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CoAG + health reform « Previous | |Next »
December 19, 2007

The first Council of Australian Government's (CoAG) meeting under the new Rudd Government will be held this week in Melbourne on December 20. It will be the first CoAG meeting in which wall-to-wall Labor governments have sat down to hammer out a national reform agenda that died in the final years of the Howard Government.

It comes amid promises from the ALP that a new federal-state compact will be forged, leading to fundamental changes in the way Canberra and the states deliver services. Will this happen?

Alan Moir

The December CoAG meeting agenda focuses on health, education, climate change, housing , infrastructure and indigenous affairs. It promises to usher in an era of co-operative federalism. Co-operative federalism aims to to end what the ALP has called “the blame game” between the federal and provincial levels of government around health care. Can it be delivered?

It aims to do this through implementing Labor's election commitments on elective surgery waiting lists, the provision of aged care beds and a public dental program. These would constitute agenda item one for the commonwealth and the states and territories. However the states could not agree on an agenda and it has been entirely set by the Prime Minister.

I have not seen the point by point negotiating strategy contained in the high level policy papers, but the following information is in the public domain. It is stated that this COAG meeting will be more of a strategic discussion to outline a program of work for 2008, rather than aim to produce a policy agreement in these areas on day one.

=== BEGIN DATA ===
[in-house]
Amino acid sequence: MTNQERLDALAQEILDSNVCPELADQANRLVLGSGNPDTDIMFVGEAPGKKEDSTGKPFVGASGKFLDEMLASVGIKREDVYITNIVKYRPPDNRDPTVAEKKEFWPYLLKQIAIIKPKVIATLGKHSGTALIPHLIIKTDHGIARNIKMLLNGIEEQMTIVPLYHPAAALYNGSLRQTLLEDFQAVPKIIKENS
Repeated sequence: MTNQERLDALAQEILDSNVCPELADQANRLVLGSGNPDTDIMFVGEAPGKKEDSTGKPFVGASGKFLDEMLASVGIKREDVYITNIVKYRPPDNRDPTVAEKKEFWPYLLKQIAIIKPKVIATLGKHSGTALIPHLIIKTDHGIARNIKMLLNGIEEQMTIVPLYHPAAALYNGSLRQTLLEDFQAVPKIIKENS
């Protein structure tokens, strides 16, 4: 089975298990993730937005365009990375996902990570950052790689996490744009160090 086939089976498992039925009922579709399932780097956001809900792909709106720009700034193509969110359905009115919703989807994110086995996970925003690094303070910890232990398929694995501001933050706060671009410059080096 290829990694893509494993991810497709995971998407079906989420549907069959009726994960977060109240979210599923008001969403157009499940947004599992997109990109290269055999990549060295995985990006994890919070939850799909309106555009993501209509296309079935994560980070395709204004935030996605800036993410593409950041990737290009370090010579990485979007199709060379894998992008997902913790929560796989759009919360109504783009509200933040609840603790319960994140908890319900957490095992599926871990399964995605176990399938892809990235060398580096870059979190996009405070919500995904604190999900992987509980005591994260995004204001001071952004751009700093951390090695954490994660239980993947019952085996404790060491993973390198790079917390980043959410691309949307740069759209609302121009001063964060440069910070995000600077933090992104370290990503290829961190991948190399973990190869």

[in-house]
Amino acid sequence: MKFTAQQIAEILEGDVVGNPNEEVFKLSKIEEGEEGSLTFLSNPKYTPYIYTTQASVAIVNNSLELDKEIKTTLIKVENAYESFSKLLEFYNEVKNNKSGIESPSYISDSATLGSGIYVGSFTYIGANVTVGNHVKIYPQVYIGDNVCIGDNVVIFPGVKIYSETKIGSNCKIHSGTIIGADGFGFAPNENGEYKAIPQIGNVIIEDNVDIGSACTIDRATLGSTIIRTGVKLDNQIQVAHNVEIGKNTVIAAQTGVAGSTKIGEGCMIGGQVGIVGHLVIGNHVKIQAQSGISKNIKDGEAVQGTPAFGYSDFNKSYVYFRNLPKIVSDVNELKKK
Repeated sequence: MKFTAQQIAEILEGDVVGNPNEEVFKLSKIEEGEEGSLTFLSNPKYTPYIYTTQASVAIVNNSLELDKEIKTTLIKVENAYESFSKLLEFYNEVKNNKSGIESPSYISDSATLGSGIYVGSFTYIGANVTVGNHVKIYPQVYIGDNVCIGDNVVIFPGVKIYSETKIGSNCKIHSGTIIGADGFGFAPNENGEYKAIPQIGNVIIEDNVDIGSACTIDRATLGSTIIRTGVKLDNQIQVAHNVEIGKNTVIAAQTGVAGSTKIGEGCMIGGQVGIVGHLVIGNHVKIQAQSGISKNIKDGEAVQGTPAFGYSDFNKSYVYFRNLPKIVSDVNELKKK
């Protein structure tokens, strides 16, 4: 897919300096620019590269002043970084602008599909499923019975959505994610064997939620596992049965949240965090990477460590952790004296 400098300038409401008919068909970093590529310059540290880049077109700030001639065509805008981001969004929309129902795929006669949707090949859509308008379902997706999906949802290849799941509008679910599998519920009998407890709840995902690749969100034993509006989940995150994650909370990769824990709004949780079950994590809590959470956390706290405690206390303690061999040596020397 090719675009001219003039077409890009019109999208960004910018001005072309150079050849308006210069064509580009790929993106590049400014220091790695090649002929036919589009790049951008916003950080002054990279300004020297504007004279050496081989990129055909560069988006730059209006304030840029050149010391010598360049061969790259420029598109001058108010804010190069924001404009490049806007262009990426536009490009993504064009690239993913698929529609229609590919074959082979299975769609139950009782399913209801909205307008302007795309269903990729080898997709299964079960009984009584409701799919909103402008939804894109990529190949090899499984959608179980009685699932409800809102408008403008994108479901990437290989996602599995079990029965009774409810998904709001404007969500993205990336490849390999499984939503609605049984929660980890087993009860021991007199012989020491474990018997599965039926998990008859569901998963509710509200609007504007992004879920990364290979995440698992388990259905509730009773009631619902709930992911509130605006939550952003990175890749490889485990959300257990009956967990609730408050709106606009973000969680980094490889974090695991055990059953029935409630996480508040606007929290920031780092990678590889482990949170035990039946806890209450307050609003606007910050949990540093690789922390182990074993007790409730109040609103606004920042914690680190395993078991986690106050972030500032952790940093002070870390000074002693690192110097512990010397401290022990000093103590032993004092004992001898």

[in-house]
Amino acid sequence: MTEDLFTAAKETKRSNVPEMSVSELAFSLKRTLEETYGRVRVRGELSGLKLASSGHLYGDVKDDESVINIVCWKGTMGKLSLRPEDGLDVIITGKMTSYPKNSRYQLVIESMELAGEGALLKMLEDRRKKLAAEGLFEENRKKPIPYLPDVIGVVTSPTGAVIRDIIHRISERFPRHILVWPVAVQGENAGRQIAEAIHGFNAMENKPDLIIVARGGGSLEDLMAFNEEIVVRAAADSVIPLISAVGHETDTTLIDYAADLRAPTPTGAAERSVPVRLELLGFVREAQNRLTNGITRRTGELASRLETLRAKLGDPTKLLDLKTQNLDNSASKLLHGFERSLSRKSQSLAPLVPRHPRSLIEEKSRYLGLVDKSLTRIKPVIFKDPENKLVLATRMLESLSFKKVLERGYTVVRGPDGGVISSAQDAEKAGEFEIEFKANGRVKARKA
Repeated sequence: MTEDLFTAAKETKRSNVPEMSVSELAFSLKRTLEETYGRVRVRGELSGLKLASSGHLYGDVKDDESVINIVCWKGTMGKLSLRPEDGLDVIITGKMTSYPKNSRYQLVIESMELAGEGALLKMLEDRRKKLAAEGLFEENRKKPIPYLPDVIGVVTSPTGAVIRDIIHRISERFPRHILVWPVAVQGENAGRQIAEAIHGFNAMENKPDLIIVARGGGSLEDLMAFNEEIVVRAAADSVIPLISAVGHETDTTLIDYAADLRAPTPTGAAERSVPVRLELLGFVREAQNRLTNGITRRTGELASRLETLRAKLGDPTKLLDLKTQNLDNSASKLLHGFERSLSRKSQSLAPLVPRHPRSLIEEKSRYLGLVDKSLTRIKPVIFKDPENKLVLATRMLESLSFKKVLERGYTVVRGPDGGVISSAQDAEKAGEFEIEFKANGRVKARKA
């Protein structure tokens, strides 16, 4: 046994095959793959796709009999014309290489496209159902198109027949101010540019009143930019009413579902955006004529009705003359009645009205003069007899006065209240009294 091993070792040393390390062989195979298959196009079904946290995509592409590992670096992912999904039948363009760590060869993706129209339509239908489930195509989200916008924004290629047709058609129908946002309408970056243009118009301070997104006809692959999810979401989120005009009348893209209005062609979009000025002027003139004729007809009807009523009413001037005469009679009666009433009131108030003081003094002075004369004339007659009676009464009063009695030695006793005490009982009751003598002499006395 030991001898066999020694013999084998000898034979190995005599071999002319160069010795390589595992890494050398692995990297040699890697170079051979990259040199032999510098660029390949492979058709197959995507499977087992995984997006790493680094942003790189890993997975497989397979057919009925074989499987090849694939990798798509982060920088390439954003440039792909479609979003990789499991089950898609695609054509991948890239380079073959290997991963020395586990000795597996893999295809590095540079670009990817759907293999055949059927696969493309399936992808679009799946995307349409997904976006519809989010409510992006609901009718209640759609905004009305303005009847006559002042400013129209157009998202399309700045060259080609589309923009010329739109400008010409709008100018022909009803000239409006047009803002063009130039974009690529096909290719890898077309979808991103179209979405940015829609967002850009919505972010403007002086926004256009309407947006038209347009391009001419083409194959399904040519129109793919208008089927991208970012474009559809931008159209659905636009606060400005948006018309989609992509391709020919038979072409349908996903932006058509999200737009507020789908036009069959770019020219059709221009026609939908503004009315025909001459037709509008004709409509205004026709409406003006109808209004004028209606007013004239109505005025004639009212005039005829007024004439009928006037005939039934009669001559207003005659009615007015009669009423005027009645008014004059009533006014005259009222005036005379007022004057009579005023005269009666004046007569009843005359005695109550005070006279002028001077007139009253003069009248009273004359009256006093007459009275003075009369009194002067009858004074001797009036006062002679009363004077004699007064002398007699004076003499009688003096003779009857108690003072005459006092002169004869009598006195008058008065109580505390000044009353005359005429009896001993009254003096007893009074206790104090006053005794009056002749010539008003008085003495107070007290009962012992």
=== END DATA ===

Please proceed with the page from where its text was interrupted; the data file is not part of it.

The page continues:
Health care is the no I priority and it is understand thus:

1. The most immediate task is spend $100 million to remove the entire backlog of about 25,000 peoople who have spend longer on elective surgery waiting lists than the clinically recommended time.

Two strategies have been proposed to deal do this. First, surgical staff would be paid to conduct more operations outside normal hours---such as at night and over the weekend. And second, private hospitals would be contracted to help clear the backlog. Workforce problems are envisaged.

2. CoAG also needs to agree on how to implement the $300 million four year plan to provide competition policy-style dividend payments to the states to reward them for completing surgery within the clinically recommended time.

3. Another of CoAG's tasks is to set up the National Health and Hospitals Reform Commission. This body will set guidelines on how the performance of public hospitals can be judged.In the election Labor promised performance benchmarks for state and territory hospitals, and that if there is not improvement with 18 months, Rudd would propose constitutional referendum in 2010 giving the federal Government control of the nation’s 758 public hospitals.

4. The other issues are spending more on aged care, boosting dental programs and preventative care, as well as cutting out duplication. It is not clear what spending more on aged care and boosting preventative care means.

The latter seems to involve GP Super Clinics in different suburbs. Labor's GP Super Clinic funding means that GPs will be co-located with other primary care services to provide more convenient and accessible health care services. They are expected to include privately practising GPs, a range of allied health services such as physiotherapy and podiatry, mental health services including counselling; and dental services.

Ken Baxter, writing in the AFR, says that a key problem in delivering the reform agenda is the lack of capacity of the state ministers and their supporting departmental officials in key areas to lead the policy debates rather than protect the status quo. Victoria is the exception to the state's public services being depleted of rigorous policy people or becoming highly politicized. It is the commonwealth's public service that has retained the intellectual rigor that has declined in the states.

| Posted by Gary Sauer-Thompson at 02:44 AM | | Comments (0)
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